Legenddance Kenya: we started dancing in church, but it not pays our bills
By Silas Nyamweya | January 18th 2022 | 4 min read
Talent can really pay if you know how to use it well. This is the philosophy that drives a group of dancers from Mowlem in Nairobi.
Legenddance Kenya was birthed in Kitale, Trans Nzoia County in 2017, initially, as a church group. It comprised of youth who came together to exploit their dancing talent in church as a way of keeping them away from social ills such as crime and drug abuse.
“We started the team as a way of avoiding idleness at home and utilising our God-given talents,” says Edwin Rama, one of the pioneer members, adding that “Our group only comprises individuals who are passionate about dancing.”
Since then, the group, whose membership now stands at six, has turned their passion into a full-time business and, according to Rama, it pays the bills.
“In the time that we have been in the industry, we have come to realise that dancing is a business just like any other and by investing in your craft financially, mentally and physically the outcome is positive. This makes one take it seriously as a career,” Rama, who is the leader of the group, told City Biz.
To find potential clients, the group embarked on a serious marketing campaign that saw them advertise and showcase their skills on Youtube, Facebook and Instagram.
Luckily, Zetech University was in need of some good dancers and after assessing their prowess, they contacted them for a deal in 2018. The members were happy to have found their first corporate client and put up their best performance. It was a major success.
“Our first performance at Zetech University was electrifying as we made the crowd of students chant our name repeatedly after the show,” explains Rama.
Other corporate clients have since come on board, including Diageo, which hired them for the Smirnoff Battle of the Beats, Safaricom, Coca-Cola, Eastmatt Supermarket, Oppo and StarTimes.
“What gives us motivation is that we got the chance to work and interact with big names amongst event organisers, promoters, singers and DJs in the industry,” adds Rama.
In a good month, the group makes close to Sh500,000 as the minimum fee for a show/event is capped at Sh50,000. Usually, they share whatever revenue they generate.
The group’s marketing approach entails showcasing their skills and approaching corporate entities on their ability to market/promote their brands on social media. They have also been receiving referrals from people who know them and clients who have used their services.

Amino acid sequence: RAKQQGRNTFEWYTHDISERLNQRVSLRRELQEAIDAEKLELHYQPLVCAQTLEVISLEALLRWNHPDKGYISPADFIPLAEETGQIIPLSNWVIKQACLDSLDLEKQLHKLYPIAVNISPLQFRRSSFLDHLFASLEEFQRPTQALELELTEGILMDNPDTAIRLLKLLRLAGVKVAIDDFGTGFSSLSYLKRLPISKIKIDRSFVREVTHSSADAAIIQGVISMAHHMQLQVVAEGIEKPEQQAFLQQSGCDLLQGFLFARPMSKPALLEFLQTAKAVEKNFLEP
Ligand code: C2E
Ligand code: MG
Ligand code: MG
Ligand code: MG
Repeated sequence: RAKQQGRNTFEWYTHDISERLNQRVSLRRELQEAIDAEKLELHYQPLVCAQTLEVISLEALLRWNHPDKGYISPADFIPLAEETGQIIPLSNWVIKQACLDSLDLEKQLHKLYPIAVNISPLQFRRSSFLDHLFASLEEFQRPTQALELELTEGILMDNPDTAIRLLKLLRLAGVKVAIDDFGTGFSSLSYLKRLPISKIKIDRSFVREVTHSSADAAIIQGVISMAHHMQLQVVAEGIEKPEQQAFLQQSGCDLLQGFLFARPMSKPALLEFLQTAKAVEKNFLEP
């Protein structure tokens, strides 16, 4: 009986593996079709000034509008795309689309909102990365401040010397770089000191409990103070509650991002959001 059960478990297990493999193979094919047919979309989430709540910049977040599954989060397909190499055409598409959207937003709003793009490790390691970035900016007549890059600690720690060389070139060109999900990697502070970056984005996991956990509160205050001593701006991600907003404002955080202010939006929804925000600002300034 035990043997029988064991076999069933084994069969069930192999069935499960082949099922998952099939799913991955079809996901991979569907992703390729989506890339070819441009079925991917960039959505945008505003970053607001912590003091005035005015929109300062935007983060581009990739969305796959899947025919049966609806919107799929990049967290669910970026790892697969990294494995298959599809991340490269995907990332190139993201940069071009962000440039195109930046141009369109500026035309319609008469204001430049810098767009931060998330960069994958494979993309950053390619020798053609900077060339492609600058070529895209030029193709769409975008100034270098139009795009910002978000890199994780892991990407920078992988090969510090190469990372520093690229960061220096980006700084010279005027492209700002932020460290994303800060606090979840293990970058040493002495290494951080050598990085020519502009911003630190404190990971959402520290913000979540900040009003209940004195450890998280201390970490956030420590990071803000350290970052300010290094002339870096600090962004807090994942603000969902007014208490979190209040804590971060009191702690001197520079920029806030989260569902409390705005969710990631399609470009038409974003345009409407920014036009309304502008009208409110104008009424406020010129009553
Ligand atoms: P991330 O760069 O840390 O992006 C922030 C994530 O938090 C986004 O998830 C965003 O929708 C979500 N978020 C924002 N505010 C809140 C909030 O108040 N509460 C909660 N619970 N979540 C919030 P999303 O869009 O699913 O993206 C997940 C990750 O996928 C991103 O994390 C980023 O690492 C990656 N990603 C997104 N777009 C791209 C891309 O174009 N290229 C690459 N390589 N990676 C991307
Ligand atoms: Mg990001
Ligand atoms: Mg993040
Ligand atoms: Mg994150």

“We are very active online and we use our different social media platforms to market and push our content. From time to time, we take the initiative to do groundwork by going physically to the streets and interacting with people to increase our fanbase, including in the community,” says Rama.
The group’s vision is to become one of the biggest names in the dancing industry.
“Our biggest vision and ambition is to make Legenddance an incorporated company with a talent agency through which we can help other dancers grow into professionals. With time, we will also grow the business into the international market by selling our Kenyan content to the world,” he says.
Just like any other organisation or group, the team has experienced various challenges, including disagreements during project planning where a member or members oppose a certain idea but which they resolve by ensuring they strike a balance.
Others include change of plans by a client at the last minute, forcing the team to adjust their programme and thus resulting in a loss.
Besides, members have to consider other business ventures when they have no shows to attend to ensure they are not faced with financial uncertainty. Rama opines that with passion and desire, anyone can be a good dancer if he or she puts the required effort into it.
“It is possible to become a good dancer even if you don’t have talent. We also have people who could initially not dance to any beat but whom we have trained to become good dancers and choreographers. It’s all about self-drive and encouragement from trainers. We would really like to see more people getting into dancing and embracing it as a career,” he adds.
Rama also encourages those willing to join the industry to do so provided they want to do it professionally and have strategies on how they will turn themselves into a brand.
“Mentorship is very important in every line of work and to those starting dance, they should seek it from those more experienced in the industry and with guidance, they will be good to go,” he offers.
“We have a lot of potential and energy that goes in vain as we idle around and as we know an idle mind leads us into the negativity that is crime, drugs etc... they should find out what they are good at and work on it as nowadays white-collar jobs are scarce and we are in a digital era.”
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